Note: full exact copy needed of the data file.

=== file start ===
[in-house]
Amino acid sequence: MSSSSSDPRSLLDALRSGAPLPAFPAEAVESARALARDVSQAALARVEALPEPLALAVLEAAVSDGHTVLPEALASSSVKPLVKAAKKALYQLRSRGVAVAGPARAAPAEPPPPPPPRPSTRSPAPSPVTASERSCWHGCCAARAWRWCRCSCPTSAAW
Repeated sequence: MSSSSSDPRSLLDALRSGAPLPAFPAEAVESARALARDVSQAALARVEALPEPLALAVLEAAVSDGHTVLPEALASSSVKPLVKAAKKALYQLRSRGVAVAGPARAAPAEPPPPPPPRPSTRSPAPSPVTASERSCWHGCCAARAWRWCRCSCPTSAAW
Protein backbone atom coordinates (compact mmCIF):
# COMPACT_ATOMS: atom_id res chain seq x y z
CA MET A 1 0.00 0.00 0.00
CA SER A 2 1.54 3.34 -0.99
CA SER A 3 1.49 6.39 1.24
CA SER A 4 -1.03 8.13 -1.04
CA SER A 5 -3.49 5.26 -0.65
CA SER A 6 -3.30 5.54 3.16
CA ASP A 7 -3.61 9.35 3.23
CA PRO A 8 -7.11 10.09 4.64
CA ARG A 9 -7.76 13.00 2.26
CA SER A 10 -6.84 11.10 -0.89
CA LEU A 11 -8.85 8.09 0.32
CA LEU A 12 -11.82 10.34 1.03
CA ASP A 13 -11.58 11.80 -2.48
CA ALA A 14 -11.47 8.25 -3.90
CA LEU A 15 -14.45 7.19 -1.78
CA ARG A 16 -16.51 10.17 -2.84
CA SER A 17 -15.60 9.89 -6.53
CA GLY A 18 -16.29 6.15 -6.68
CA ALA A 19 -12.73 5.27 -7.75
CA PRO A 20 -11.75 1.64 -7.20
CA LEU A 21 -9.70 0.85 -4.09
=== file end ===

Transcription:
[in-house]
Amino acid sequence: MSSSSSDPRSLLDALRSGAPLPAFPAEAVESARALARDVSQAALARVEALPEPLALAVLEAAVSDGHTVLPEALASSSVKPLVKAAKKALYQLRSRGVAVAGPARAAPAEPPPPPPPRPSTRSPAPSPVTASERSCWHGCCAARAWRWCRCSCPTSAAW
Repeated sequence: MSSSSSDPRSLLDALRSGAPLPAFPAEAVESARALARDVSQAALARVEALPEPLALAVLEAAVSDGHTVLPEALASSSVKPLVKAAKKALYQLRSRGVAVAGPARAAPAEPPPPPPPRPSTRSPAPSPVTASERSCWHGCCAARAWRWCRCSCPTSAAW
Protein backbone atom coordinates (compact mmCIF):
# COMPACT_ATOMS: atom_id res chain seq x y z
CA MET A 1 0.00 0.00 0.00
CA SER A 2 1.54 3.34 -0.99
CA SER A 3 1.49 6.39 1.24
CA SER A 4 -1.03 8.13 -1.04
CA SER A 5 -3.49 5.26 -0.65
CA SER A 6 -3.30 5.54 3.16
CA ASP A 7 -3.61 9.35 3.23
CA PRO A 8 -7.11 10.09 4.64
CA ARG A 9 -7.76 13.00 2.26
CA SER A 10 -6.84 11.10 -0.89
CA LEU A 11 -8.85 8.09 0.32
CA LEU A 12 -11.82 10.34 1.03
CA ASP A 13 -11.58 11.80 -2.48
CA ALA A 14 -11.47 8.25 -3.90
CA LEU A 15 -14.45 7.19 -1.78
CA ARG A 16 -16.51 10.17 -2.84
CA SER A 17 -15.60 9.89 -6.53
CA GLY A 18 -16.29 6.15 -6.68
CA ALA A 19 -12.73 5.27 -7.75
CA PRO A 20 -11.75 1.64 -7.20
CA LEU A 21 -9.70 0.85 -4.09